So, while I was applying for University towards the end of school (UK), I completed my application and went to the teacher responsible for looking over University applications. I decided to apply for an initial teacher education course because I love early and development psychology as well as working with children. For the last two years, I had walked miles once a week to volunteer at a nearby special needs school, then walked miles back to be back in school by the end of break (I started the day on a double free period), I had been elected as a house captain and worked hard for my school community, also having a regular column in the school newsletter. I also worked very hard in my studies and was predicted excellent grades. The teacher read over my application, and said it was fine, and should get me accepted by my University. I left happy enough. A boy in my year, we’ll call him Kane, was applying for the same University at the same course, but because, he said it would be an ‘easy’ job. He was a regular truant, and when I saw him go to show the teacher his application, I asked what feedback he had and if I could have a look at his application. We exchanged and read one another’s. He had no extra curricular activities, poor attendance and no work experience. He said ‘Wow, yours is really good. The teacher said mine was great and that I would probably be head teacher in five years.’ He wasn’t joking.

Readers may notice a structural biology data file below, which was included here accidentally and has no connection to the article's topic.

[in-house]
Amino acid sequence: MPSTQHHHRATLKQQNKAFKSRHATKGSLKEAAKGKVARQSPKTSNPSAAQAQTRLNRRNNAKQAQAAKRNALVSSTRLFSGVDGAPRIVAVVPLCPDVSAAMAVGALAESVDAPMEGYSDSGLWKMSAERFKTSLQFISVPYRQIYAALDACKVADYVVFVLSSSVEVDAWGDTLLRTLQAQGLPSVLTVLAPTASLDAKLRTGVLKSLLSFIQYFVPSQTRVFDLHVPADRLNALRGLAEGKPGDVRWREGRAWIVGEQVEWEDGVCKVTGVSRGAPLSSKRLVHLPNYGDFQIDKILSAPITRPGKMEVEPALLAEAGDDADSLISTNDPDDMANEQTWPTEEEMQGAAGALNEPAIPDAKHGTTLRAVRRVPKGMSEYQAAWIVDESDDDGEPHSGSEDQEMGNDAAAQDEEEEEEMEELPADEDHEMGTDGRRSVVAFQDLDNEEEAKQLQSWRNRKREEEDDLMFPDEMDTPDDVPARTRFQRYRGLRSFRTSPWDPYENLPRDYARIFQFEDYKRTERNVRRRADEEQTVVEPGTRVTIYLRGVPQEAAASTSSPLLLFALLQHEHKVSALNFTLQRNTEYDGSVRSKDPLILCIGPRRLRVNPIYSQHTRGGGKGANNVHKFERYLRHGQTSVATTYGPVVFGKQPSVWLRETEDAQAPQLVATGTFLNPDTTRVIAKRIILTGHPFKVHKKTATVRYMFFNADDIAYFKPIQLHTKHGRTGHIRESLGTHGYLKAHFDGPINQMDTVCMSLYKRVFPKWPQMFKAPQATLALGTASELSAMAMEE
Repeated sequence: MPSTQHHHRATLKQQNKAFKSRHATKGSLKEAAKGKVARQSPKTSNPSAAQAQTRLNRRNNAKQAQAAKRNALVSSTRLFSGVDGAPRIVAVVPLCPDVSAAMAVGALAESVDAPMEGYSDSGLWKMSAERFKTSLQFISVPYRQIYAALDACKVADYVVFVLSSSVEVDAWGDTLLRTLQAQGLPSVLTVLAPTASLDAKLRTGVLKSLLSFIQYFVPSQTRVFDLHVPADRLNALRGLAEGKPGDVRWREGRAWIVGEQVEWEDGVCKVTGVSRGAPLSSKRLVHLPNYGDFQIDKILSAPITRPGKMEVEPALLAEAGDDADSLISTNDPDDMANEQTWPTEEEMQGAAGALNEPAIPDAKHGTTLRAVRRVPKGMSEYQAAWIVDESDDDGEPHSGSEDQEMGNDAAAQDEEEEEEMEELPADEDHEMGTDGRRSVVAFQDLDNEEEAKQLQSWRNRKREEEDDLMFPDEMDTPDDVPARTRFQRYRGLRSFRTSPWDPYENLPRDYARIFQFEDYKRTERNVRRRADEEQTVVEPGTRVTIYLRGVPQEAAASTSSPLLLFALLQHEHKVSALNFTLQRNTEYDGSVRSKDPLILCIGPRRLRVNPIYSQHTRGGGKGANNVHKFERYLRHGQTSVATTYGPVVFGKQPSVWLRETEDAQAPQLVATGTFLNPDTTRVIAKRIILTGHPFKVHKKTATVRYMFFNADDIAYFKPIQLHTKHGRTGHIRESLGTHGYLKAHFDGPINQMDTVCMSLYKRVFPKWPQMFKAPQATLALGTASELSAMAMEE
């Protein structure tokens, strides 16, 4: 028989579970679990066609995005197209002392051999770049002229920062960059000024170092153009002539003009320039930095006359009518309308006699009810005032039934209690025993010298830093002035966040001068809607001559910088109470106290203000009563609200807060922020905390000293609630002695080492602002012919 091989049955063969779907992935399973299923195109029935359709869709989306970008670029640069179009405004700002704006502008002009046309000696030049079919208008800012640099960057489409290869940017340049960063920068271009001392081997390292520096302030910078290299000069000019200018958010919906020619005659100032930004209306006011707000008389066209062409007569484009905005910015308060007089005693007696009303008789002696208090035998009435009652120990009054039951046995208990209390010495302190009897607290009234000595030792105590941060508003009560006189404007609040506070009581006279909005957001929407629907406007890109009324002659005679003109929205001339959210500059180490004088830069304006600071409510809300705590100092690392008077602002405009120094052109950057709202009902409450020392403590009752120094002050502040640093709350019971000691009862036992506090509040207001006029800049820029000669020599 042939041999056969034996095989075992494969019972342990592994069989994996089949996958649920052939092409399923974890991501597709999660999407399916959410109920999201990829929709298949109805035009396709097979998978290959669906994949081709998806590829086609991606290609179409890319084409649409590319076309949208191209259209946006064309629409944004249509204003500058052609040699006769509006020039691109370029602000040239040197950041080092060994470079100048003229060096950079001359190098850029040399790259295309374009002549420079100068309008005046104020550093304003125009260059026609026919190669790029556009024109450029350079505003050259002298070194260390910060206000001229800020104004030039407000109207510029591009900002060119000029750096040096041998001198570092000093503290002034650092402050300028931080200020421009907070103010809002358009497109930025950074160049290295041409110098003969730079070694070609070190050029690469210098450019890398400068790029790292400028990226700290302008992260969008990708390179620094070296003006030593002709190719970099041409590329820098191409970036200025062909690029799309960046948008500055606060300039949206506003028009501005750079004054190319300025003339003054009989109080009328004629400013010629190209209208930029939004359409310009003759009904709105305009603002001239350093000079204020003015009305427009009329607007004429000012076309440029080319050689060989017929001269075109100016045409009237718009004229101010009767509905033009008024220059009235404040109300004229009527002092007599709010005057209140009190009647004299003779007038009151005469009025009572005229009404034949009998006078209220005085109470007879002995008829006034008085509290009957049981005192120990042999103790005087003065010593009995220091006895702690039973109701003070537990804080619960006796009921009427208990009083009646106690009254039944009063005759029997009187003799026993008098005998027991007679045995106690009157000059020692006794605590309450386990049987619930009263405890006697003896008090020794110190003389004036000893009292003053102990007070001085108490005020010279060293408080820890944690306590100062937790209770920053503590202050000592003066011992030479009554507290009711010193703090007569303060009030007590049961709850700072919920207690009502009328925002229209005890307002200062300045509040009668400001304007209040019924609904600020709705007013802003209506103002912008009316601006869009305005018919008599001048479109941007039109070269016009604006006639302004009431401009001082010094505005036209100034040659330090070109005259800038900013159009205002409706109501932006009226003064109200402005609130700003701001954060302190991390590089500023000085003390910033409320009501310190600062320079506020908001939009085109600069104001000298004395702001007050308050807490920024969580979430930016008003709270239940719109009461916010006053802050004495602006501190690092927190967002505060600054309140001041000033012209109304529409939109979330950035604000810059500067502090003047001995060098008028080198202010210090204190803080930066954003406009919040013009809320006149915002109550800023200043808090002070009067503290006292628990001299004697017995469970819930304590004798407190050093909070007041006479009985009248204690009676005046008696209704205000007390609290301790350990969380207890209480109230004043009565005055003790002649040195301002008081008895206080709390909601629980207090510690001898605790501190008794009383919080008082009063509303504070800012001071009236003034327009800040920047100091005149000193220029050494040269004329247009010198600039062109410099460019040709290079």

I am a freelancer in TV. I had a male boss who liked to use his power to humiliate women (and sometimes gay men or straight men he found threatening) in large meetings. He’d make jokes about their appearance or life / family / background and encourage other frightened workers and freelancers to laugh at them. He’d put people or their ideas down (and then use the ideas later, uncredited) He’d also find fault with their work in order to undermine their confidence and humiliate them. Once he and his male sycophants started discussing at what age a woman ceases to be sexually attractive to men. I had not been engaging in this conversation but he looked directly and pointedly at me and said a particular age. He knew I was that particular age at the time. On another occasion, he asked me to read out a piece of work he’d asked for and given a brief for. He let me read it and then proceeded to tell the whole room how this was exactly the type of work he didn’t want to see and was hyper-critical without actually saying what was wrong with it. Privately my colleagues told me they felt the work was good and met the brief and they couldn’t understand why he’d reacted like that to it but couldn’t say that or challenge him for fear of becoming a target themselves. When I tried to move to another area of the company he told me he would block me from moving there and that even if he couldn’t stop me he was going to be promoted and move over to that area and would then be my boss again. He was very threatening. As a freelancer I coulldnt go to Human Resources. And the union I belong to was sympathetic but has no strategy for cases of individual bullying other than to go in to workplaces to ‘educate’ staff/bosses generally about working without conflict. As a freelancer you’re particularly vulnerable. The only way out is to leave. I was not the only person he did this to and he was never challenged by his bosses. It was a creative environment and it suffered as people were too scared to create and risk being mocked or bullied. His cruelty became the creative vision and the end product suffered but mostly it broke people, their spirit and stifled talent.